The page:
It's become a well-known fact by this point that WWE has a moments problem that sees it prioritize one moment for the sake of big cheers and social-media numbers no matter what it means for long-term storytelling or the Superstars involved.
Or as the company's own talent might call it, a "quick cheer" problem.
It's pretty bad for WWE's outlook when big names like Baron Corbin are out there dropping quotes and fittingly accurate names for issues facing the company.
In a sitdown with BT Sport, Corbin hit on this topic while discussing things like protecting finishing moves and title reigns:
WWE on BT Sport @btsportwwe
"In our industry, a lot of things are thrown away, done to get a quick cheer." "I wish we would make everything we do mean more." Would @BaronCorbinWWE rather win the Championship, but someone kicks out of End of Days or never win it but his finisher record is 100%? 👀 https://t.co/FNf8oTK2cP
An expanded look at the scope of Corbin's comments:
"In our industry, a lot of things are thrown away nowadays and just, they're done to be done or to get an instant like, just a quick cheer, like, let's do this huge thing and move on to the next, and I think that hurts our credibility a little bit in what we do because I look at it also as a real life situation. If I punch somebody in the face, it's going to hurt them. I'm a trained fighter, and so I look at everything I do in the ring, the same. If I do this to you, it's going to hurt you, so I don't need to do it 10 times. I need to do it once...and it needs to be represented accordingly from what I am capable of."
It's not hard to come up with recent examples that fit this theme all too well in the worst possible way.
Take SummerSlam, where Becky Lynch returned unannounced and beat Bianca Belair with two moves to win back the SmackDown title. Lynch's return got a huge pop and did major numbers on social media, but to what end? The feud between the two has been fine, but it was hardly worth derailing Belair and doing her so dirty.
Or take one of the worst finishes in modern wrestling history that went down at Extreme Rules. Finn Balor, the first universal champ, brought out his Demon persona in an effort to win back his title several years later, had an amazing power-up sequence at the end of the match with Roman Reigns, only for the top rope to break, causing him to fall, take a spear and eat a pin.
Out the window went long-term storytelling, the mysticism of Balor's Demon and pretty much anything that matters. Because the only thing that mattered to WWE was the quick moment. Live commentary touched on it briefly and then started hyping up Reigns' forthcoming match with Brock Lesnar in Saudi Arabia. No explanation, no talk of Balor having a case for a rematch, nothing.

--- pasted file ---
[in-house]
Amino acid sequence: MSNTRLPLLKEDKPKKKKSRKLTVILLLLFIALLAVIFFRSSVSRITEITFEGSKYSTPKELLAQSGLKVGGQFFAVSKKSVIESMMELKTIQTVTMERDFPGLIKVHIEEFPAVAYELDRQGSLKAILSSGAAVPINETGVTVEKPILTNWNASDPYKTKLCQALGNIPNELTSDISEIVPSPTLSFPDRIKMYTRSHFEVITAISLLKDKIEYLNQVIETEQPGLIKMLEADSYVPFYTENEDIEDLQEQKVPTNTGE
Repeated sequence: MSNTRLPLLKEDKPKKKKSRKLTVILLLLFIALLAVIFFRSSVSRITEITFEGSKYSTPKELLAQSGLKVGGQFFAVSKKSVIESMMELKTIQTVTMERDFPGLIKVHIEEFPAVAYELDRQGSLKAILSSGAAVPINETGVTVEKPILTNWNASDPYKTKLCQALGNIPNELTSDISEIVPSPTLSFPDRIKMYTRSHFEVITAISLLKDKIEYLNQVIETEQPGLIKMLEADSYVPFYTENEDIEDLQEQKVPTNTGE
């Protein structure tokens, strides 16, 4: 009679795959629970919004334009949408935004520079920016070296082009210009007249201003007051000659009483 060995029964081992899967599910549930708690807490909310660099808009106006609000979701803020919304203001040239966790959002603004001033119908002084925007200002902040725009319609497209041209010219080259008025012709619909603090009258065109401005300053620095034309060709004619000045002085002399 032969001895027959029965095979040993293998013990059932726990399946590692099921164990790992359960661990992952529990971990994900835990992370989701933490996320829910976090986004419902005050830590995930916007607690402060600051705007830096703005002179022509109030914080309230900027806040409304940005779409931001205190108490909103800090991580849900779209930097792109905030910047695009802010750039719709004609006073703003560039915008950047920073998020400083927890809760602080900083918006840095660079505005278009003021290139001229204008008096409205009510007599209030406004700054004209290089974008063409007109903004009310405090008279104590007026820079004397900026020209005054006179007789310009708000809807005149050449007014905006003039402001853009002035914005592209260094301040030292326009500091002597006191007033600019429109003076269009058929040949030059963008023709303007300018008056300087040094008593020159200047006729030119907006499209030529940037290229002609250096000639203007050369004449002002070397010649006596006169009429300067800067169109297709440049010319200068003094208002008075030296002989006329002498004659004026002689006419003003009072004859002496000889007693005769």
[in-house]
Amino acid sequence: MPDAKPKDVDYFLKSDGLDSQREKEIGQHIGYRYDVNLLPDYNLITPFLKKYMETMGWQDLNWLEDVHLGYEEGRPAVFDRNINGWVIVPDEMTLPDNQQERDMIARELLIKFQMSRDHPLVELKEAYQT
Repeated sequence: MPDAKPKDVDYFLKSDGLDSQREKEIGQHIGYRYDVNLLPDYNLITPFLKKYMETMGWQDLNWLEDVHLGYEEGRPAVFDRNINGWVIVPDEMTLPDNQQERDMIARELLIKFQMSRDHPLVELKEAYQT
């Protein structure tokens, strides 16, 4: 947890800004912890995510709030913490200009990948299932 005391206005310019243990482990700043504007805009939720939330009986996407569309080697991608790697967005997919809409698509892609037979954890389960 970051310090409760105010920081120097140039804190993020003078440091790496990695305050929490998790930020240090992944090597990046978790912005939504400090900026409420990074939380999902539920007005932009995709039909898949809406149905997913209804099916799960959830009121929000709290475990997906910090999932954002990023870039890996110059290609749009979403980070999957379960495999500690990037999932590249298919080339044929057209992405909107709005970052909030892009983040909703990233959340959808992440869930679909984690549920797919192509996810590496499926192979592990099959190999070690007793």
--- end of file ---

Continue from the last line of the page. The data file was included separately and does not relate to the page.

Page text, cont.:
The fact that Corbin is even making comments slanting toward caring more about how he's remembered than actual title runs says it all. What do titles even mean in the moment era if they are on a part-timer like Lesnar for six months or Charlotte Flair keeps playing hot potato with the gold to inflate her number of runs?
That might seem like cherry-picking examples for the sake of it. But it's a little too common for comfort. Remember the hilariously bad Seth Rollins-Fiend finish from a couple years back that was a moment in the worst way possible? The one that Rollins has since said made him want to strangle CEO Vince McMahon?
The fact this bungling of characters and storylines can happen at any given moment makes it hard to buy into Superstars. Look at Big E's title run. He finally got the big solo-title win after cashing in his Money in the Bank contract in September. That was a brilliant moment, but can we trust that WWE will stay bought-in on him and not sacrifice him like it did with Kofi Kingston the next time Goldberg or another part-timer returns?
To stay on the Big E example, what's happening on Raw is terrifyingly predictable. WWE always does this when the NFL starts back up, kicking into high gear and actually trying in an effort to remain relevant during Monday Night Football. It doesn't hurt that All Elite Wrestling is serious competition and Raw has felt like the B-show lately, but how long will the effort last? Why do we have to talk about the company putting effort into things at all (just have an offseason, WWE)?
Raw is good right now, and SmackDown is too, even if actual wrestling doesn't always feature prominently on the shows. But the risk of a "quick cheer" moment derailing somebody like Belair or the Demon just for the sake of it looms large.
Keep in mind Corbin was smart to classify this problem with an "our industry" tag, but the reality is that of the big two, WWE is the only one with this issue. AEW's foundation is building up long-term stars and rewarding long-term storytelling, which is probably a big part of the reason it has moved so heavily into the mindshare of fans and brought back lapsed folks tired of the WWE formula.
Because that's the lesson, right? As AEW shows repeatedly, those moments will come either way. They don't need to be forced. Proper long-term storytelling will organically lead to the same "quick cheer" reactions/pops that WWE desires, but it will be exponentially more satisfying for hardcore fans and more rewarding, if not legacy-building, for the Superstars involved.
And clearly, WWE mainstays like Corbin know it.